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Safe ways to defrost food

Defrosting food

When it's hot out, the chances of food spoilage increase. So we thought a short primer on safe ways to defrost food would not go amiss. Most people understand that defrosting food in the refrigerator, which usually takes at least overnight but keeps the food at a safe temperature, is the best way to proceed. And we hope that most people realize that just throwing a package of frozen meat on the counter in the morning, and leaving it there all day - which almost guarantees a long time at dangerous temperatures - is the worst way to proceed.

So what to do when the overnight defrost takes too long? Microwaving is an option, but it can be hit or miss, with one part of the package actually cooked while the rest remains cold. Here are three other, vetted approaches:

1).  Immerging in cold water, as recommended by the USDA: "The food must be in a leak-proof package or plastic bag. If the bag leaks, bacteria from the air or surrounding environment could be introduced into the food. Also, the meat tissue may absorb water, resulting in a watery product.  The bag should be submerged in cold tap water, changing the water every 30 minutes so it continues to thaw. Small packages of meat, poultry or seafood - about a pound - may thaw in an hour or less. A 3-to 4-pound package may take 2 to 3 hours. For whole turkeys, estimate about 30 minutes per pound. If thawed completely, the food must be cooked immediately.  Foods thawed by the cold water method should be cooked before refreezing."

We should note that other studies (by Alton Brown among others) recommend keeping a continuous stream of slowly running water over the food. The turbulence will speed up the process. This procedure is particularly effective with frozen shrimp (not in a bag). However, we've just never been comfortable with wasting water, so we prefer the USDA approach 

2) As long as the targeted food is thin, you can take advantage of the fact that frozen food lying on metal thaws more rapidly than food lying on a tabletop made of wood or plastic. Wood and plastic are poor conductors of heat, and they are very slow in transferring heat to the food from the surrounding air. Metals are far better conductors, so putting the food on a metal tray will speed up the process. However, this is only recommended for steaks, chicken breasts, pork chops, etc. that will defrost in under an hour, well within the safety time allowed (food should only be in the danger zone of between 40 degrees and 140 degrees for a maximum of 2 hours).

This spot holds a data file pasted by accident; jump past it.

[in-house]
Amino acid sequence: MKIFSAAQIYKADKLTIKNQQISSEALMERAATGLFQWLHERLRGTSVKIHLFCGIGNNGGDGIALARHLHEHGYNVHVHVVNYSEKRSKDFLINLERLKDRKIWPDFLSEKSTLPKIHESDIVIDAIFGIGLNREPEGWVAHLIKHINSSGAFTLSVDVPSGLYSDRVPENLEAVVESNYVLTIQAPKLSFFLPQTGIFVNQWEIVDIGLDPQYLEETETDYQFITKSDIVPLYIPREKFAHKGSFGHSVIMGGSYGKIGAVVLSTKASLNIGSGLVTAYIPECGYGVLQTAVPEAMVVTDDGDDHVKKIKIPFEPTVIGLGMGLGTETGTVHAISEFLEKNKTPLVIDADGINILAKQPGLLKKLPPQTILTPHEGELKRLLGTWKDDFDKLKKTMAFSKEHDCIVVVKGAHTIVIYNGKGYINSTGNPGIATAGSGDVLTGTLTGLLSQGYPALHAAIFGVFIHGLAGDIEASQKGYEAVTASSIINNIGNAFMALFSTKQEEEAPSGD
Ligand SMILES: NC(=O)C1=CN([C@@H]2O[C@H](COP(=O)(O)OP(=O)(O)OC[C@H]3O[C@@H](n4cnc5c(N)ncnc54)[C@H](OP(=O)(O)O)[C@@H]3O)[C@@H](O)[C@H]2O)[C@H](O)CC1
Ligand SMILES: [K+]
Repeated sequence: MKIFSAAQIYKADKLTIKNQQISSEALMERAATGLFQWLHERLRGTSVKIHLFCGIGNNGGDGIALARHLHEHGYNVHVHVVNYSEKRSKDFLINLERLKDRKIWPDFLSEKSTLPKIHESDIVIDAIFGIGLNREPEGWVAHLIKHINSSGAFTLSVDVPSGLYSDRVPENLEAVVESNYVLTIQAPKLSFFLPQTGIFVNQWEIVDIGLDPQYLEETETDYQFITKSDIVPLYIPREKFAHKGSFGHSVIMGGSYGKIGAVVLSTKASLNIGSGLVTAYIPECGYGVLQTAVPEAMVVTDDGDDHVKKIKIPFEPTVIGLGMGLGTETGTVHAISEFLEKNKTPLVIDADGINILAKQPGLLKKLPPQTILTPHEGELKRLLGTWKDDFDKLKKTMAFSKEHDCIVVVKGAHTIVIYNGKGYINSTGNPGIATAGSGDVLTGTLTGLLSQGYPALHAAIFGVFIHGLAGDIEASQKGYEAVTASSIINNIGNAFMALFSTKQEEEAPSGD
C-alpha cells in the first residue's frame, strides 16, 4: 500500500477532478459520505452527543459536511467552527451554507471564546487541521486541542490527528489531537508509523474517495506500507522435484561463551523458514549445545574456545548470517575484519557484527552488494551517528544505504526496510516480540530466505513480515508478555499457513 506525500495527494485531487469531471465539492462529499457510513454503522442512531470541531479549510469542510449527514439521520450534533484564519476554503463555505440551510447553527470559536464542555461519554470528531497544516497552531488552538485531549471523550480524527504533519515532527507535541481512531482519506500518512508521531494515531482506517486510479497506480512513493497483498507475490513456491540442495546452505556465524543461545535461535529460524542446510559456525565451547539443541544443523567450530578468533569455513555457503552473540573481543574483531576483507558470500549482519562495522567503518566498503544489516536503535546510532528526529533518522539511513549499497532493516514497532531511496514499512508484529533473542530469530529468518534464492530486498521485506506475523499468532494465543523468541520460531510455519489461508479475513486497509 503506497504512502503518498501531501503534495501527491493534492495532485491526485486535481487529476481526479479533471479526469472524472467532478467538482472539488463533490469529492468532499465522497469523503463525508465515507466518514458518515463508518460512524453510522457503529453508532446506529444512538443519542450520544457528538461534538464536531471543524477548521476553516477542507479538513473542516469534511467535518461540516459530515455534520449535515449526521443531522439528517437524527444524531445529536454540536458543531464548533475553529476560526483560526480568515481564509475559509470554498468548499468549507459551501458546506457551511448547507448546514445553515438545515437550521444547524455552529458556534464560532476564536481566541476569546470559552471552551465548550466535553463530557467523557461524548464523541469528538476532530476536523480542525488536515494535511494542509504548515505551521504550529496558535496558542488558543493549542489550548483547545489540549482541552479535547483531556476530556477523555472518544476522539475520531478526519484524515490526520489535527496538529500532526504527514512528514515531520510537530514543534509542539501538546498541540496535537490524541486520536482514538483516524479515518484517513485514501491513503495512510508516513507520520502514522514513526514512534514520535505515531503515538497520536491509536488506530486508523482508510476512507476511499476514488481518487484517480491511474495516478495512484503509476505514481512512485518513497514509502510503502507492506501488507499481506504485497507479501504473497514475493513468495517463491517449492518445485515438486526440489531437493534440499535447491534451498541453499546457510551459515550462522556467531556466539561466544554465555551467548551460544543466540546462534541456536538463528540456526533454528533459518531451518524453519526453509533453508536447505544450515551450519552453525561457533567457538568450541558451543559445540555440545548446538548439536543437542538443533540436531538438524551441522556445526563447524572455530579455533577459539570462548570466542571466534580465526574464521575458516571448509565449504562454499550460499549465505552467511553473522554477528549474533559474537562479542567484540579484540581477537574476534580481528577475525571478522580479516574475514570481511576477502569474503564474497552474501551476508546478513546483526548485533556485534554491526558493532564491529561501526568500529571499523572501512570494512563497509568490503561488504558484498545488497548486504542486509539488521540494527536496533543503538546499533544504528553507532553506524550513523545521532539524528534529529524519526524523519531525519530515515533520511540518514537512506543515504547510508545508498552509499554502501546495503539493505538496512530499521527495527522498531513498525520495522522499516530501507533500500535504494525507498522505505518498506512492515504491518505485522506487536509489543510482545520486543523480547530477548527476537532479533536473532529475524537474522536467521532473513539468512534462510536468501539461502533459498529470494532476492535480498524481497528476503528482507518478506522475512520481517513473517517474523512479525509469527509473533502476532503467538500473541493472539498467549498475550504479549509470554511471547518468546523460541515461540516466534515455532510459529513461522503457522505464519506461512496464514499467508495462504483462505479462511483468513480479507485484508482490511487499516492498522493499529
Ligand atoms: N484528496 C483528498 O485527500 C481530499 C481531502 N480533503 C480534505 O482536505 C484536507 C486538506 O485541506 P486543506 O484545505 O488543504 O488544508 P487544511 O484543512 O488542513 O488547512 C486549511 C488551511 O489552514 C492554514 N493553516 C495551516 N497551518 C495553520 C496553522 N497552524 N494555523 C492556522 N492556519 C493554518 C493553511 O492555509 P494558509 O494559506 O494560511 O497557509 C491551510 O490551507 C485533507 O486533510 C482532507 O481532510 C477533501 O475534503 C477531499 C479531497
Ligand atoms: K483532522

3) Cook from a frozen state. There's nothing wrong with this approach, although obviously you're adding cooking time, although not nearly the same amount of time it would take to defrost. And if you're worried that you won't get the proper amount of sear or caramelization on the food, remember there's nothing wrong with searing a steak or chicken breast after it's mostly cooked. In fact, with a thick steak, it's much better to cook the steak evenly through before searing; it avoids that grey band you'll often get. For further discussion on this point, check out this Lifehacker story.

Photo courtesy of Benchilada on Flickr



 

2 Comments

  • Probinson  on  7/30/2013 at 11:59 AM

    There is another way. See the June 6th New York Times article by Harold McGee. For some cuts of meat hot water can be used for a fast defrost. http://www.nytimes.com/2011/06/08/dining/a-hot-water-bath-for-thawing-meats-the-curious-cook.html?_r=0

  • Lindsay  on  7/30/2013 at 3:59 PM

    As of yet, however, this method hasn't been sanctioned as being safe - probably because there is some concern that people won't limited its usage to narrow cuts (steaks, chops, breast meat) but that some people will try to use it on roasts or turkey where it wouldn't be safe, as the required defrosting time would keep the temperature in the danger zone for too long. However, if you limit the size of the cuts, it will work. Just keep an eye on the time.

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